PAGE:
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We know you've been searching for the love poem to end all love poems, right? Or maybe your significant other has been waiting patiently for you to whisper some sweet nothings into their ear. Either way, Shmoop's got you covered today with one of the most talked-about love poems of all modern times.
"[i carry your heart with me(i carry it in]," first published in 1952, might be a pain in the neck to cite for a paper, but it's bound to give you a butterfly or two in your tummy nonetheless. How could someone telling you, "i fear no fate (for you are my fate, my sweet)," not give you a little flutter? And even if you're the type to roll your eyes at all the love mumbo-jumbo, you probably still gave that title a second look, right? So between the butterflies and the second look you might be feeling the least bit curious about this Cummings fellow, who's kind of the precursor for the digital text age.
That's right. Before cell phones became everyone's excuse for not using proper grammar and punctuation, E. E. Cummings was thumbing his nose at linguists and all their fancy rules. That's not to say he didn't know the rules (he was a Harvard grad) but he was interested in messing around with them and pushing the boundaries of our imaginations. In doing so, he became the epitome of the modern poet who was a linguistic rebel with a romantic soft spot for topics having to do with love and nature.
So what we get in this poem is probably the most written-about topic in poetry (love), nestled in some highly experimental syntax and punctuation. We also get to look at love in a very different kind of way that both looks and sounds unique as it grows "higher than soul can hope or mind can hide." So even if you don't give a hoot for the topic, you'll notice the trail Cummings has largely blazed all by himself. And who doesn't like a good trailblazer?
Besides having another love poem in your arsenal of go-to relationship savers, E. E. Cummings's work will likely make you see the world (and love) a little differently. As noted by a critic, Cummings has this effect of "jarring the reader, of forcing him to examine experience with fresh eyes." In other words, all the experimental stuff functions as a sort of sledgehammer to all the "normal" stuff you've worked so hard at keeping stored up in your brain. And we'd all like an excuse to use a sledgehammer now and then, right?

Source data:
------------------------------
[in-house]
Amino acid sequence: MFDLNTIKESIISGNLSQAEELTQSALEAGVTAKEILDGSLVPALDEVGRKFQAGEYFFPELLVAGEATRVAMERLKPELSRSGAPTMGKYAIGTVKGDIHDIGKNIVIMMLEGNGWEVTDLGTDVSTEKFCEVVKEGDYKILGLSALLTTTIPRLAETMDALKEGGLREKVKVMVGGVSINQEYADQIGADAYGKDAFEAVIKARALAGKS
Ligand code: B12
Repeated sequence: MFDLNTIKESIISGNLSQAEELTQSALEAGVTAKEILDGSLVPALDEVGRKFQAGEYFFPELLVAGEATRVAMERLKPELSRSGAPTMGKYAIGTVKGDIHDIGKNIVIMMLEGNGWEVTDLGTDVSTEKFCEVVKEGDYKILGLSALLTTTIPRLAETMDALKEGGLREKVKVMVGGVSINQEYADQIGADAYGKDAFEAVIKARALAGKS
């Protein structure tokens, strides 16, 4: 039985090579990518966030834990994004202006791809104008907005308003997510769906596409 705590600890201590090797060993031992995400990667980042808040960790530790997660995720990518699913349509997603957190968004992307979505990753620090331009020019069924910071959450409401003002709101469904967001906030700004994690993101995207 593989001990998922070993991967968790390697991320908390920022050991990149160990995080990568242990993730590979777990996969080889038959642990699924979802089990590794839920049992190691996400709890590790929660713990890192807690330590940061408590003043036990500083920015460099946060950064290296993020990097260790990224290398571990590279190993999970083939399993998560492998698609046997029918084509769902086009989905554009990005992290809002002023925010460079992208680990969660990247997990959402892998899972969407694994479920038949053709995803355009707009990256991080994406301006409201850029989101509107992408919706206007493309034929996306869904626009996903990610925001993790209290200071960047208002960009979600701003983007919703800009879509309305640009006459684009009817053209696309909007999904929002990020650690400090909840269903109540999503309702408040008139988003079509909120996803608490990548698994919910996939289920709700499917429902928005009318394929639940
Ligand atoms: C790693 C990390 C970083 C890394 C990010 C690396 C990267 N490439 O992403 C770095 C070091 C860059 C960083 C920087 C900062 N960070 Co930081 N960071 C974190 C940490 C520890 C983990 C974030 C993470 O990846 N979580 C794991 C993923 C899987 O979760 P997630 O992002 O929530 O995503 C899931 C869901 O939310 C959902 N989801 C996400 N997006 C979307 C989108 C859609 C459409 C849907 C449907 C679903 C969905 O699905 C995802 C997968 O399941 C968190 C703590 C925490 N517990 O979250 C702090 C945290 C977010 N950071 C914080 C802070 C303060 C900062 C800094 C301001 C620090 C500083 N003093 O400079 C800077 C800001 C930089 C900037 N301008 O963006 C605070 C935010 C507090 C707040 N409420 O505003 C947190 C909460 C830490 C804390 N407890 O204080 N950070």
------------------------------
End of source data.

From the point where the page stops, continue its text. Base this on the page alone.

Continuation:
So what better way to do so than with "[i carry your heart with me(i carry it in]"? Seriously, even typing the title in a different way never seems to get old. With all these different things, you might even find yourself bursting out into some Aladdin tunes. It's a whole new world of linguistic wonder, romantic splendor, and opportunities to tell your English teacher that it's okay to use only lowercase type because Cummings did it too. (Fair warning though: your teacher will likely tell you you'd better get yourself a diploma first and some publishing credentials to back up your avant-garde practices.)
With all the melting of your lover's heart, the fresh eyes you'll get to put on for a minute, and the fact that Cummings says a lot in only 15 lines, we're guessing this poem will feel as rejuvenating as a spring breeze. So breathe deep, and dive in.
Cummings on Poets.org
Read all about our man here and check out some more classic Cummings poems.
One-Stop Cummings Shop
Here's everything you would ever want to know about the life, career, and paintings of E. E. Cummings.
The Enormous Room
Cummings wrote this autobiographical novel when he was imprisoned in France during World War I.
A Bit Cheesy
We know it is, but you'd be hard-pressed to find a reading of "[i carry your heart with me(i carry it in]" that's not cheesy.
High School Students and Cummings
Here's a Poetry Out Loud reading of our favorite poem.
Heath Ledger and Candy
Even the Joker reads Cummings like a champ in the film Candy.
Cameron Diaz and In Her Shoes
Here's another appearance of the poem on the big screen.
A Less Cheesy Reading
Here's a less dramatic reading of the poem.
This one seems more serious. Maybe it's the English accent.
Our man always looked like something of a dreamer.
The Poem in a Heart
It looks pretty cool when it's placed in a decorative heart.
The Rebellious Cummings
Harvard Magazine writes all about the rebellious poet and his alma mater.
Is That a Poem?
Slate Magazine asks this highly contested question when it comes to Cummings's work.
Bloom's Major Poets
Harold Bloom tackles E. E. Cummings in this comprehensive study guide.
100 Selected Poems
Take a gander at all the different ways Cummings revolutionized modern poetry.